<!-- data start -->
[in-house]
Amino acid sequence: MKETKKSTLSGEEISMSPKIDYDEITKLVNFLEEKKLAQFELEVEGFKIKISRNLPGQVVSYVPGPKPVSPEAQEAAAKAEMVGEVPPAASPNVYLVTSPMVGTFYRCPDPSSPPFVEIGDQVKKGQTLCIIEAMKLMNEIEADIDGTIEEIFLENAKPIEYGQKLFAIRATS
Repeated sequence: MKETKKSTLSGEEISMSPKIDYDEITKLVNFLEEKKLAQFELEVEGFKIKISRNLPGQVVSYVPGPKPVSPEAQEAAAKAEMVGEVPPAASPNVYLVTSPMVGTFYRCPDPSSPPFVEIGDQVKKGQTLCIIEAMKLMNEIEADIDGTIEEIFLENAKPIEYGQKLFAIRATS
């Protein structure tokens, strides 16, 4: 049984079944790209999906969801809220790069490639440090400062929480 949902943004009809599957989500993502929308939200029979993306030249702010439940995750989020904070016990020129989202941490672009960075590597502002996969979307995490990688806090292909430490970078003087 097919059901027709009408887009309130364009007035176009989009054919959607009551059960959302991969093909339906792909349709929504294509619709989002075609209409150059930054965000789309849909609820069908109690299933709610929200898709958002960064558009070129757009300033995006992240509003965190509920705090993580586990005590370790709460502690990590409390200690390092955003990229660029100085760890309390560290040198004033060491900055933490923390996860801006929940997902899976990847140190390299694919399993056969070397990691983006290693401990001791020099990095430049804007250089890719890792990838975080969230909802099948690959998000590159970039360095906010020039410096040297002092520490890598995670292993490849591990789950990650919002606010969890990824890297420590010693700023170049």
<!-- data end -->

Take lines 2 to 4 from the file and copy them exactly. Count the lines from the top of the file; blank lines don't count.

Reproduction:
Amino acid sequence: MKETKKSTLSGEEISMSPKIDYDEITKLVNFLEEKKLAQFELEVEGFKIKISRNLPGQVVSYVPGPKPVSPEAQEAAAKAEMVGEVPPAASPNVYLVTSPMVGTFYRCPDPSSPPFVEIGDQVKKGQTLCIIEAMKLMNEIEADIDGTIEEIFLENAKPIEYGQKLFAIRATS
Repeated sequence: MKETKKSTLSGEEISMSPKIDYDEITKLVNFLEEKKLAQFELEVEGFKIKISRNLPGQVVSYVPGPKPVSPEAQEAAAKAEMVGEVPPAASPNVYLVTSPMVGTFYRCPDPSSPPFVEIGDQVKKGQTLCIIEAMKLMNEIEADIDGTIEEIFLENAKPIEYGQKLFAIRATS
């Protein structure tokens, strides 16, 4: 049984079944790209999906969801809220790069490639440090400062929480 949902943004009809599957989500993502929308939200029979993306030249702010439940995750989020904070016990020129989202941490672009960075590597502002996969979307995490990688806090292909430490970078003087 097919059901027709009408887009309130364009007035176009989009054919959607009551059960959302991969093909339906792909349709929504294509619709989002075609209409150059930054965000789309849909609820069908109690299933709610929200898709958002960064558009070129757009300033995006992240509003965190509920705090993580586990005590370790709460502690990590409390200690390092955003990229660029100085760890309390560290040198004033060491900055933490923390996860801006929940997902899976990847140190390299694919399993056969070397990691983006290693401990001791020099990095430049804007250089890719890792990838975080969230909802099948690959998000590159970039360095906010020039410096040297002092520490890598995670292993490849591990789950990650919002606010969890990824890297420590010693700023170049």